Endoscopic or “Minimally Invasive” Craniosynostosis Repair

Originally repairs for craniosynostosis were done through a large open incision. Specifically in sagittal synostosis surgeons would remove a strip of bone from the top of the skull. This approach had generally poor long term results with regard to improving head shapes. The open technique was then modified to a greater remodeling procedure, more intrusive, but yielding better long term results. Now the open technique encompasses a greater remodeling of the skull and does yield fine results, but through a larger incision and longer hospital stays. The benefits of the open technique is that no helmet therapy is required post- operatively, it is safer to see the entire operative field and it yields excellent long-term results. The drawbacks of this technique are larger incisions in the hairline, longer operating time, increased need for blood transfusions and longer hospital stay.

With the introduction of Endoscopic Surgery or “Minimally Invasive” repairs an endoscope (small operating camera) is used through two small 5 cm (about 2 inches) incisions on the top of the head for reconstruction. This procedure also removes a portion of bone as in the past, but also allows the surgeon to do additional reconstruction. With both the neurosurgeon and the craniofacial surgeon, the bone cuts and remodeling are completed. This procedure takes about one hour as opposed to the open procedure which is closer to four hours.

The post operative course is usually 24 hours in the hospital as opposed to 3-4 days for the open procedure. Also, the blood transfusion rate for the minimally invasive approach is about 25-30 percent as opposed to 50-75 percent with open techniques. The difference in the post operative course is that those with the minimally invasive approach require helmet therapy. This is a banding device applied to the skull at about 3 weeks post-operation. This helps to remodel the bones for approximately 3-6 months.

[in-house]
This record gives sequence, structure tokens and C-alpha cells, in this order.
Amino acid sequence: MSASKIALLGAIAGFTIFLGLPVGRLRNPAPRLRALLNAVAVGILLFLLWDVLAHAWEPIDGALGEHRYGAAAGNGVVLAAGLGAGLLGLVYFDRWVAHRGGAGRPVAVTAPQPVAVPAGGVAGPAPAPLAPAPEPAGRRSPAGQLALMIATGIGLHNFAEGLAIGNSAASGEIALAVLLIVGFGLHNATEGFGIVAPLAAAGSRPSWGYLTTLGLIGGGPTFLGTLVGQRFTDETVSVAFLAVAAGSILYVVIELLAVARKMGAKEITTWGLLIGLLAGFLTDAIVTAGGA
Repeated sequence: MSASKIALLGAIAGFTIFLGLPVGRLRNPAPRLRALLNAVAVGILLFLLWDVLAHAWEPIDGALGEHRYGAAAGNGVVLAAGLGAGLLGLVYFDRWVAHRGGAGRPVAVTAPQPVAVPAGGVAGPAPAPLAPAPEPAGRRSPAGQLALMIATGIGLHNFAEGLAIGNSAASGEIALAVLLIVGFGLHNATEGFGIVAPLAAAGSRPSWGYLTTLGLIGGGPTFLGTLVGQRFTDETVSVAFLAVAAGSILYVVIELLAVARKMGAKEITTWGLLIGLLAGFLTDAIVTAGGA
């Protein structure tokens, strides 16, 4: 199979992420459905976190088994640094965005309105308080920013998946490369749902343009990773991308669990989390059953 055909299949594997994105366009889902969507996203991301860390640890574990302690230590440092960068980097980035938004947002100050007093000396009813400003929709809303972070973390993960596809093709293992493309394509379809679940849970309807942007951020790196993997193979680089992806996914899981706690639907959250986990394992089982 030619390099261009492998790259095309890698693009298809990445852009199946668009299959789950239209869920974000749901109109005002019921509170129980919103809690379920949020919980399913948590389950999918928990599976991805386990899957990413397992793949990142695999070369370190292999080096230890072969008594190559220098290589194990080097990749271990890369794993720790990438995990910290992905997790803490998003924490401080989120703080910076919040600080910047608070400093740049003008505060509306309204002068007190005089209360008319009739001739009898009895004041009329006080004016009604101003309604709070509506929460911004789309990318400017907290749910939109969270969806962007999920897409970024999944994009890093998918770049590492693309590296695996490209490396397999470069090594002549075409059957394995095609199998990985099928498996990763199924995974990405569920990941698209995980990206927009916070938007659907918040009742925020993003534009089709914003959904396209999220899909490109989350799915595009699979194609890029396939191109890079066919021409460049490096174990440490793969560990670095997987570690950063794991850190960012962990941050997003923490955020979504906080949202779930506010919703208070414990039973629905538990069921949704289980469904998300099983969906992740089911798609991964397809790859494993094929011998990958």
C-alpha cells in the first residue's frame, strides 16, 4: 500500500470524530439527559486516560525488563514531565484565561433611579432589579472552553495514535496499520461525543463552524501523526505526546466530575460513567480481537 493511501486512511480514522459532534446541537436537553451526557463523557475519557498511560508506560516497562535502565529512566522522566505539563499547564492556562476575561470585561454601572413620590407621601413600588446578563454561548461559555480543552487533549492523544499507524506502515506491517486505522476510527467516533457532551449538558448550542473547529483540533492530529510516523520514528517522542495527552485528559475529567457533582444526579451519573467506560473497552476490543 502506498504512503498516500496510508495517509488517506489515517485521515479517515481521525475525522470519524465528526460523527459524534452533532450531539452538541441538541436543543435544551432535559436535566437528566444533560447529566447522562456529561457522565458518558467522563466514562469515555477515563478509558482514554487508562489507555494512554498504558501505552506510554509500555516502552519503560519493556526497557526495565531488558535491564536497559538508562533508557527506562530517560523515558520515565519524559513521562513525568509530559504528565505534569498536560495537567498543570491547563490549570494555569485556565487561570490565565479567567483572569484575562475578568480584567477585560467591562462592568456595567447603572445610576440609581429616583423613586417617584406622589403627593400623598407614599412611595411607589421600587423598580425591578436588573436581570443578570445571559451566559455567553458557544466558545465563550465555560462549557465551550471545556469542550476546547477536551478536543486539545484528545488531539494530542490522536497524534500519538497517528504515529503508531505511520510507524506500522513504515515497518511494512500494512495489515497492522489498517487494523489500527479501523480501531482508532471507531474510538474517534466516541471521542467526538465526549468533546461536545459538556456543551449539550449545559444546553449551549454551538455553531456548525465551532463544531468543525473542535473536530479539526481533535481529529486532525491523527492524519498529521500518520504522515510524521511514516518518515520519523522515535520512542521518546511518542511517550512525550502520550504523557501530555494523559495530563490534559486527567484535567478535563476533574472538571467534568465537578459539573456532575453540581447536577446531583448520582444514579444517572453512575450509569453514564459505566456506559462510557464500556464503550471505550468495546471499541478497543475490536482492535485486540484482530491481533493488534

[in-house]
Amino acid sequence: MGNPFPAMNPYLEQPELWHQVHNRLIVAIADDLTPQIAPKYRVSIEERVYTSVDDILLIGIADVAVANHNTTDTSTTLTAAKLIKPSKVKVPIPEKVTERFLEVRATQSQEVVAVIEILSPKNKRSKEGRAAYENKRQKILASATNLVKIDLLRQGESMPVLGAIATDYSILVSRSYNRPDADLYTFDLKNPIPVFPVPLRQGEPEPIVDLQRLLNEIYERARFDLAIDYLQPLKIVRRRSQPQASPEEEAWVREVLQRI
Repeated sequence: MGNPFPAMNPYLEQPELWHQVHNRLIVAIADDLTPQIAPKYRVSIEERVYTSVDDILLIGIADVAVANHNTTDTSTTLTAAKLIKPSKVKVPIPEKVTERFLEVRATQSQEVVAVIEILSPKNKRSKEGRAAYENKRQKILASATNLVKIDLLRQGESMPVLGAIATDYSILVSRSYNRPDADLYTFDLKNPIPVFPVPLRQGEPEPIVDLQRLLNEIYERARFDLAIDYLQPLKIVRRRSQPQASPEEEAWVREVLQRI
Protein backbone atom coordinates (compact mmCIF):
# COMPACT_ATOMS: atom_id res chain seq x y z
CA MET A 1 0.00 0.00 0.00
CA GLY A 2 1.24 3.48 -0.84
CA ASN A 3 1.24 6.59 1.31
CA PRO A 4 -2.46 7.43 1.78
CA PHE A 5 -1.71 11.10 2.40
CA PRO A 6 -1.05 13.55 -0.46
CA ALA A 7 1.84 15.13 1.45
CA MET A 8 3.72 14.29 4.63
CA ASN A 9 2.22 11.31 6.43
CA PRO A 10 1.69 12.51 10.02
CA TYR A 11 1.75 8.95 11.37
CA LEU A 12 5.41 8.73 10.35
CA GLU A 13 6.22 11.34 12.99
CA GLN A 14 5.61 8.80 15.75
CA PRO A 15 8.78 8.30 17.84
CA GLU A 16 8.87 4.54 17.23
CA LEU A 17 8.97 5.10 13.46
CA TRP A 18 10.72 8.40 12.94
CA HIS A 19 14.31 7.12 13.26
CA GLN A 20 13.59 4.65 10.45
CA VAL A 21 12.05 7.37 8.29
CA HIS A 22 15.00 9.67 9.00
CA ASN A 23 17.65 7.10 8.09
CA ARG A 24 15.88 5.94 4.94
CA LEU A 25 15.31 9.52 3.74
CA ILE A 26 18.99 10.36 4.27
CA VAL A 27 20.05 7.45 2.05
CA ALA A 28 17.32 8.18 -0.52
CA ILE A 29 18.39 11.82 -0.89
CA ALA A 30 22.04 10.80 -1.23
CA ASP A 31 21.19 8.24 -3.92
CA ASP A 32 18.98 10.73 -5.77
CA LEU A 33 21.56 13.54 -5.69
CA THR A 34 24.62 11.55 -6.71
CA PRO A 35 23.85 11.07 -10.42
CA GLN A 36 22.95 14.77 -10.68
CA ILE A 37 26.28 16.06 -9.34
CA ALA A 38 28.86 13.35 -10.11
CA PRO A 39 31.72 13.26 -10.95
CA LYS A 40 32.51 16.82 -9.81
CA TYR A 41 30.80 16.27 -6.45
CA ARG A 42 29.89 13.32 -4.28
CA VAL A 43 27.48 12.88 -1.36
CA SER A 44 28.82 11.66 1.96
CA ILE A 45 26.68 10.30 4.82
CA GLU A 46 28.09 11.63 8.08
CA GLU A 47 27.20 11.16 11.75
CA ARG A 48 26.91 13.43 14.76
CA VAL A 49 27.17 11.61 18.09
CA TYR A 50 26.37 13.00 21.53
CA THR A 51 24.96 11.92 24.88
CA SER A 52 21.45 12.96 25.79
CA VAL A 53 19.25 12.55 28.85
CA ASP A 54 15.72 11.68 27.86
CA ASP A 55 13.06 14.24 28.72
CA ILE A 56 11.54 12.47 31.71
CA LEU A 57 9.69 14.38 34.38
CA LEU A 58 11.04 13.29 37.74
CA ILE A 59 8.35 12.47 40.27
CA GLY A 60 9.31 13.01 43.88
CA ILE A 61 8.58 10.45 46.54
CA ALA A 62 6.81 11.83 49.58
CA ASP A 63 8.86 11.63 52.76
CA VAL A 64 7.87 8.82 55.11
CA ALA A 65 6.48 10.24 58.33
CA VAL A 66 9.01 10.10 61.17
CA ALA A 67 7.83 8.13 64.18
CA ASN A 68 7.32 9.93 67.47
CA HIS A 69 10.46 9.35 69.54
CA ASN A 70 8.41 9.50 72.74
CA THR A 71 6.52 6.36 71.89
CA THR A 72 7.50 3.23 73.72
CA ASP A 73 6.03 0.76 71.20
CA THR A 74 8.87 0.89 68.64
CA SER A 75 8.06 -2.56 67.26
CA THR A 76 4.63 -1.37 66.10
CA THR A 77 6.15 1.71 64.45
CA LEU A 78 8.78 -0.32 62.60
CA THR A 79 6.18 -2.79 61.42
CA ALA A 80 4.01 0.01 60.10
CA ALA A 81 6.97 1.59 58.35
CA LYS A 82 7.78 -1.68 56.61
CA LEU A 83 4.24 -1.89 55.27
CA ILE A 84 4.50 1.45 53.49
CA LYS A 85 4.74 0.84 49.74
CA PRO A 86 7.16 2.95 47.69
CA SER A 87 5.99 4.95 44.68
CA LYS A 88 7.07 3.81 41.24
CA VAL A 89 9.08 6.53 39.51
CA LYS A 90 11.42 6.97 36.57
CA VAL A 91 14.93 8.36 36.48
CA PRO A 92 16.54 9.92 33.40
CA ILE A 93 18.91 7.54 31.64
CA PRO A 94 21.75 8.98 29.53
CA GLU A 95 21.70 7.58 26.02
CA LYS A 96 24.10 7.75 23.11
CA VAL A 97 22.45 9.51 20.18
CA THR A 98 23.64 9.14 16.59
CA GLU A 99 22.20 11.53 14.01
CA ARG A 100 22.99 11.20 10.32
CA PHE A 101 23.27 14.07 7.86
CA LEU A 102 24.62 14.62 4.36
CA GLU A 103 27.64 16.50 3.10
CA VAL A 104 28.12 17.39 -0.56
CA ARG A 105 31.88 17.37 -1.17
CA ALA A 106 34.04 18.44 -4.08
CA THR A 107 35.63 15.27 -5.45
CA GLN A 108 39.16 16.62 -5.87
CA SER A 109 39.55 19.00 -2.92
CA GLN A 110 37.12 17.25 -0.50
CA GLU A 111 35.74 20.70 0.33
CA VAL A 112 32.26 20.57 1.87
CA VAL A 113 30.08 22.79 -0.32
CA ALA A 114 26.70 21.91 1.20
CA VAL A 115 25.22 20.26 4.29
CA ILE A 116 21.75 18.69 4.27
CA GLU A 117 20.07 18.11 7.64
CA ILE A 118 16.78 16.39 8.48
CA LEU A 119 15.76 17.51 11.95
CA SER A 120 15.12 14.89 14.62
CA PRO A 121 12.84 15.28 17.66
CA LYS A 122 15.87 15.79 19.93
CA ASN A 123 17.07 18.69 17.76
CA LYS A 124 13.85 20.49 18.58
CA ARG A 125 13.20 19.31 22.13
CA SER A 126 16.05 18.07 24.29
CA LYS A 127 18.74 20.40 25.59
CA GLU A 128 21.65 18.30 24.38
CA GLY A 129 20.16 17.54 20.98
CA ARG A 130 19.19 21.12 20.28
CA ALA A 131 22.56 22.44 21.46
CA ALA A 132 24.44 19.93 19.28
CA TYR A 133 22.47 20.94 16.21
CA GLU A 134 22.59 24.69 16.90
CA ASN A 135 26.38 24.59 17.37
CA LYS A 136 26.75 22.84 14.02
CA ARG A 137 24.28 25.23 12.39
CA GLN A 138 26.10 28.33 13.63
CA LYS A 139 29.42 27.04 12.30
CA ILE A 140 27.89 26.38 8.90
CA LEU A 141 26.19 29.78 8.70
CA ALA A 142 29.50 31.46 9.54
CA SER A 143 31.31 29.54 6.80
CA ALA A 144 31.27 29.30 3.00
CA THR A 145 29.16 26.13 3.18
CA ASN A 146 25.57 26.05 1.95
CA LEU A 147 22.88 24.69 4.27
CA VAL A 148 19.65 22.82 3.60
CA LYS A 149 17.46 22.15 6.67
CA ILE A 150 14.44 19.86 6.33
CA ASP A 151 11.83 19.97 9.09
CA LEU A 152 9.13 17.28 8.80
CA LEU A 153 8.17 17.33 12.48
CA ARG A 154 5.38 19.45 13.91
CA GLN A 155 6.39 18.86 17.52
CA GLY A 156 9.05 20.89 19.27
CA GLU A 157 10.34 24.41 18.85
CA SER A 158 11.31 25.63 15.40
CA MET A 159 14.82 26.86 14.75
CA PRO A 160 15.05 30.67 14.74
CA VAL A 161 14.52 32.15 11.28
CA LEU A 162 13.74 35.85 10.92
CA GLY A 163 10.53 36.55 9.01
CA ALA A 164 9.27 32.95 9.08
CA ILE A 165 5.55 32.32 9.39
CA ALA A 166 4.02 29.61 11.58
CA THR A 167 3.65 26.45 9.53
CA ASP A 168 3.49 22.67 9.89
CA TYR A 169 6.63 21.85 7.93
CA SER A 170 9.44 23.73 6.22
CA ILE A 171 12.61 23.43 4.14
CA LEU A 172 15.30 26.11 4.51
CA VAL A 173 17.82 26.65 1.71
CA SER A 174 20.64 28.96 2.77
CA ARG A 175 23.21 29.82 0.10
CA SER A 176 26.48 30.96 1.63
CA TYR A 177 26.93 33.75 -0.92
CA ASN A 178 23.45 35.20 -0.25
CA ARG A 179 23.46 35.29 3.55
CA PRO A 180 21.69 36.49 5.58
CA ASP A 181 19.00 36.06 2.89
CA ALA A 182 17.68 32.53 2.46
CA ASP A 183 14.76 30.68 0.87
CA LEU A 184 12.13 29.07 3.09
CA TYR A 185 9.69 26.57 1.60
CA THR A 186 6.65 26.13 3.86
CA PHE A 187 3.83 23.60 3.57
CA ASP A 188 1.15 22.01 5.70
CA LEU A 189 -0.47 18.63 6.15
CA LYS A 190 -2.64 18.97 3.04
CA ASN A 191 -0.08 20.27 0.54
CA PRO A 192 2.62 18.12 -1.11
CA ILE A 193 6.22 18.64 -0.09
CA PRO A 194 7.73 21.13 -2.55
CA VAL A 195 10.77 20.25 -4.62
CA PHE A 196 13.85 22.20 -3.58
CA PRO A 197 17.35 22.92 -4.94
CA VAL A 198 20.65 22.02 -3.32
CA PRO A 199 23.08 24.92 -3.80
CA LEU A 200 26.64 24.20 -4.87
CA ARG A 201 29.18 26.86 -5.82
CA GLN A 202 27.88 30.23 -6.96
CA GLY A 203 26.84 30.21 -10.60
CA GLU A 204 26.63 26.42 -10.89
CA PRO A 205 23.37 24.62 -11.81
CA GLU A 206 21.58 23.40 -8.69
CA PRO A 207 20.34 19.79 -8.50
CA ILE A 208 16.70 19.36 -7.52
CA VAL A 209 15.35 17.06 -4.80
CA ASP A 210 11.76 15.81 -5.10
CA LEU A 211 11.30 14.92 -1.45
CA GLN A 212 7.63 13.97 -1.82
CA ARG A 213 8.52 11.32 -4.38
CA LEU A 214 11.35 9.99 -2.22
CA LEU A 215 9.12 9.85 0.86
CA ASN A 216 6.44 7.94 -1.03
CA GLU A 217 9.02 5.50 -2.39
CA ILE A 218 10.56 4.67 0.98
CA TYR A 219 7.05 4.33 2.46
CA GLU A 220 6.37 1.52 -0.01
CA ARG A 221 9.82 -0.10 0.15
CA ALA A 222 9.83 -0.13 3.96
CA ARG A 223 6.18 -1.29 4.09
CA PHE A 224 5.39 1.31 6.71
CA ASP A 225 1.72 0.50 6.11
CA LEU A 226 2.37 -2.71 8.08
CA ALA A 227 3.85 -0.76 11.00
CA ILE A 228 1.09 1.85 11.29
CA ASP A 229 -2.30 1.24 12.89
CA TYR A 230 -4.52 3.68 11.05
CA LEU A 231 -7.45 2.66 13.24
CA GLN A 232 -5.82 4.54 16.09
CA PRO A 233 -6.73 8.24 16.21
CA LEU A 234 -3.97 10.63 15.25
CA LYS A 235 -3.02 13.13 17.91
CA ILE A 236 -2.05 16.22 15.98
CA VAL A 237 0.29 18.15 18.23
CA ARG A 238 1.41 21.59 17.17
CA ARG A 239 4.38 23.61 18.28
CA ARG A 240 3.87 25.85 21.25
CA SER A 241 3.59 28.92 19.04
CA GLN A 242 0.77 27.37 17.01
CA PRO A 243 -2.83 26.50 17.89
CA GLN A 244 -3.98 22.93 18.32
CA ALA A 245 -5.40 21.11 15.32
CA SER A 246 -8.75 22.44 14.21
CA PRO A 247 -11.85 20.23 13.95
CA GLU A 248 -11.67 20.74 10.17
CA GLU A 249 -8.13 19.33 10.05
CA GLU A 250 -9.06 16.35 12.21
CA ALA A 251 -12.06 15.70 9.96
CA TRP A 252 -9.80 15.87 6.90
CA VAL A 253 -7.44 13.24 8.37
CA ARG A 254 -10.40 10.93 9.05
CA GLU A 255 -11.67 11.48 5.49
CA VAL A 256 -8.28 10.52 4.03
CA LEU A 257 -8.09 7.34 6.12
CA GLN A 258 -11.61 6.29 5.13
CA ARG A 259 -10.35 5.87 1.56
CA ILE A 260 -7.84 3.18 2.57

What we have found in reviewing patient outcomes is for a child with mild to moderate synostosis the minimally invasive technique has had good results. For those children with more severe deformities or syndromes the open techniques still yields safer and better long term results.

Minimally invasive approaches for craniosynostosis have yielded good results for sagittal synostosis. The results for other forms of fusions, specifically coronal and metopic synostosis have been tried with poor results thus far. Even with molding helmets post-operatively, it is very difficult to change the forehead and the orbits. Our belief is that better results can be achieved through a combination of the minimally invasive approach with the use of a dissolvable distractor.

A distracting device is placed during surgery on the bone to slowly allow forward repositioning of the skull and/or orbits. An attached turning device is placed outside the scalp and allows the parent and/or surgeon to turn or “distract” the bone daily for approximately 1-1.5 mm. This is painless to the child, but allows the bone to move slowly forward until the surgeon feels there is adequate remodeling of both the skull, forehead and orbits. Once distraction is stopped, in approximately 1-2 weeks, the turning device is easily removed from the scalp in the office. Then the bone remains in its new position and is allowed to heal. The space created during distraction usually fills with bone in about 8 weeks. The tendency of the skull, forehead and orbits to remain in their new position is excellent.  With this new technique there is no need for any post surgical helmet therapy. The distractor on the underlying bone dissolves in approximately 12 months.